Reichert is basically a proxy vote for environmental destruction, regardless of whatever his own views are. (And speaking of his own views, Reichert has admitted to Republican PCOs that he only breaks ranks with his party to keep the environmental movement "out of the game").

Missing: A bold vision for the future. None of the speakers at the breakfast presented an uplifting, inspiring vision of what WCV or the broader environmental movement wants the future to look like. Nobody effectively answered the question, where do we want to be in ten, twenty years?

I would have liked to hear about specific projects that WCV is working on during the pitch for money, delivered by Valerie Reuther, who works in the "State Capacity Building Division" of the League of Conservation Voters.

("State Capacity Building Division", incidentally, sounds like an office in the Department of General Administration).

I would have liked to hear about specific objectives and priorities. I hear platitudes so often that they no longer resonate with me at all. I always listen for specifics.

I would have liked to have heard an overview of what WCV wants to achieve in the next year, how they hope to get there, and what they need to make it happen.

What I heard was (and I'm paraphrasing, a bit crudely), Picture your favorite place. Now, please give us money because WCV deserves it for all the great work it does. What work? What is WCV doing this month, this week, to raise our quality of life? What infrastructure are they building to sustain the movement long-term? What are they doing to defeat all those corporate initiatives? What are they doing to get ready for the 2011 legislative session? What outreach are they doing to discern what the environmental priorities should be for 2011?

These are all questions that savvy first-time donors might reasonably ask. If those questions had been creatively and thoughtfully answered, that would have given WCV both a more compelling pitch... and concrete specifics to serve as planks in the platform of a bold vision for the future.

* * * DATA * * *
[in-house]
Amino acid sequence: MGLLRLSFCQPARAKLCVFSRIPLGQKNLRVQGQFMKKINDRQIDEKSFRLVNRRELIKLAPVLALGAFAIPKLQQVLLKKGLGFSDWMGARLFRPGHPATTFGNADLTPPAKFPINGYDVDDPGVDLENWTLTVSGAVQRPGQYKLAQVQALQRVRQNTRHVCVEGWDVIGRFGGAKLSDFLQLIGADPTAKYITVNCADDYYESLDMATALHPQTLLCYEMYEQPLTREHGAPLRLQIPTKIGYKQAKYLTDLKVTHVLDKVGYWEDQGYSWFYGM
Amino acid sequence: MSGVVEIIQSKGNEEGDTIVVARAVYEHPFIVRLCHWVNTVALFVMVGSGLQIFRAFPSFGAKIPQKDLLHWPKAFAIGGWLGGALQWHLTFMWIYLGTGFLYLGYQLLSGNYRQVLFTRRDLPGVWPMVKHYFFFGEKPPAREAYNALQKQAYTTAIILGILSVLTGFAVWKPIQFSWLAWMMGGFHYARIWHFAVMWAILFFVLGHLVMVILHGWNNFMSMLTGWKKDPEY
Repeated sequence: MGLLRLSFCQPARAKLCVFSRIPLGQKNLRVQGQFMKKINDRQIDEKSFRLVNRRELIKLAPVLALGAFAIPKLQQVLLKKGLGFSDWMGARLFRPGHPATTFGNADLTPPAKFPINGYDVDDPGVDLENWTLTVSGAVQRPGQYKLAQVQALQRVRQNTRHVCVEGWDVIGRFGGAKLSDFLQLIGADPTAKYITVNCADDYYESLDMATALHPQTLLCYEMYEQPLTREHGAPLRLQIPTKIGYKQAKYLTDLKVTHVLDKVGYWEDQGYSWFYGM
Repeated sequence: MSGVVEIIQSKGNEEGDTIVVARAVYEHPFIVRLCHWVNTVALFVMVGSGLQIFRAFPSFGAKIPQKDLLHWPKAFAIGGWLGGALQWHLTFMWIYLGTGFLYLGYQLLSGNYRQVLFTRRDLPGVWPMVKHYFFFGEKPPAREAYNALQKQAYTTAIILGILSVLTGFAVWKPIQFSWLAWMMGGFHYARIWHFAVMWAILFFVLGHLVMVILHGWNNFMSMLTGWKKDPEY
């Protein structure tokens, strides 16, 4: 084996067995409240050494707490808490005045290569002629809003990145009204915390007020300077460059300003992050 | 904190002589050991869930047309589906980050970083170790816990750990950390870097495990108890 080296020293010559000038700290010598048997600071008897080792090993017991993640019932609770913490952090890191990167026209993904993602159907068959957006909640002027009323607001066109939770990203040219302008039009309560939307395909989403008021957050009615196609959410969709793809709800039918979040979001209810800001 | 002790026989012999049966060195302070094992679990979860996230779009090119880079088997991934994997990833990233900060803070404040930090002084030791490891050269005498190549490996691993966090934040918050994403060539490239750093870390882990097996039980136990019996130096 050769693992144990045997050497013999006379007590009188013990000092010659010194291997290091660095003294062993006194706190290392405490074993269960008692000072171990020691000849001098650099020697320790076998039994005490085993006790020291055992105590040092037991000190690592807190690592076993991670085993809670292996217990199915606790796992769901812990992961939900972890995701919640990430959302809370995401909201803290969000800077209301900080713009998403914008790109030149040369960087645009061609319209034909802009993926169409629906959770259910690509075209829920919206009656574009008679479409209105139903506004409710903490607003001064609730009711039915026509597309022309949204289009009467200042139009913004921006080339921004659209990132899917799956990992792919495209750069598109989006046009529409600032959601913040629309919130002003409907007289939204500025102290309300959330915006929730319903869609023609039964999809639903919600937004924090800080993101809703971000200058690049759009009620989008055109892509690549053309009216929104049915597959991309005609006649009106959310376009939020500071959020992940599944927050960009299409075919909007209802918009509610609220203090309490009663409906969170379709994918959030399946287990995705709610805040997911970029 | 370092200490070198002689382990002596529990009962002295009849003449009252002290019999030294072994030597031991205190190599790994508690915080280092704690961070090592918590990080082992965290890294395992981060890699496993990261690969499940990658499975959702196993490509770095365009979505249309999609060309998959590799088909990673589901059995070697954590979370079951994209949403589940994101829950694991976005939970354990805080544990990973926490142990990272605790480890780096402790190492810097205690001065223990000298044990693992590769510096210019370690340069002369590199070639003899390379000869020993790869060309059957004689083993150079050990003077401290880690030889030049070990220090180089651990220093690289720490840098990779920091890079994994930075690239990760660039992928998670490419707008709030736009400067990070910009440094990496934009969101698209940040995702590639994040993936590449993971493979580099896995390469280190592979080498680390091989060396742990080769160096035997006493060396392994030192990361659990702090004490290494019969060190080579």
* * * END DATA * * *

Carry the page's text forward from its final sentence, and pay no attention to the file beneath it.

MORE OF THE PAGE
Missing: A backup plan. Nobody addressed the potential fallout and consequences from a right wing victory on November 2nd.

I'll be the last one conceding that the other side has won before all the votes are counted, and I'll be the last one to spend valuable time bemoaning how grim election forecasts and polls look for progressives.

But, I don't think it's a bad idea to think ahead. Which leads me to wonder... If Democrats get routed, what is WCV's plan of action? What's their defensive strategy to prevent Republicans from squandering our natural resources and loosening regulations? What do they want their donors and members to help them do in case of an electoral catastrophe?

Conversely, how do we get back on offense if Democrats retain control? I didn't hear answers to those questions either.

I didn't hear even a semblance of a backup plan.

One final thought: I've come to the conclusion that "comprehensive energy reform" (which Patty Murray acknowledged failed to pass the Senate) is a bad idea.

I'm against the notion of doing a big, complicated bill with a zillion provisions because I fear that it will just get watered down to oblivion.

Rather than trying to enact "comprehensive energy reform", I think Congress should break the problem into smaller bits.

For instance, crafting a simple bill to end oil subsidies and redirect them to renewable energy development. Another bill could establish pollution penalties for dirty industries. Still another could appropriate additional money for high-speed rail projects. And so on. Such a strategy would put Republicans in a straitjacket. The opposition would have tougher time enforcing total party discipline, and Democrats could repeatedly blast congressional Republicans for being the Party of No every time they voted against progress en masse.

I don't know exactly how well the plan I just outlined would work. But what I do know is that we need a smarter strategy.

What's been tried to date obviously isn't working.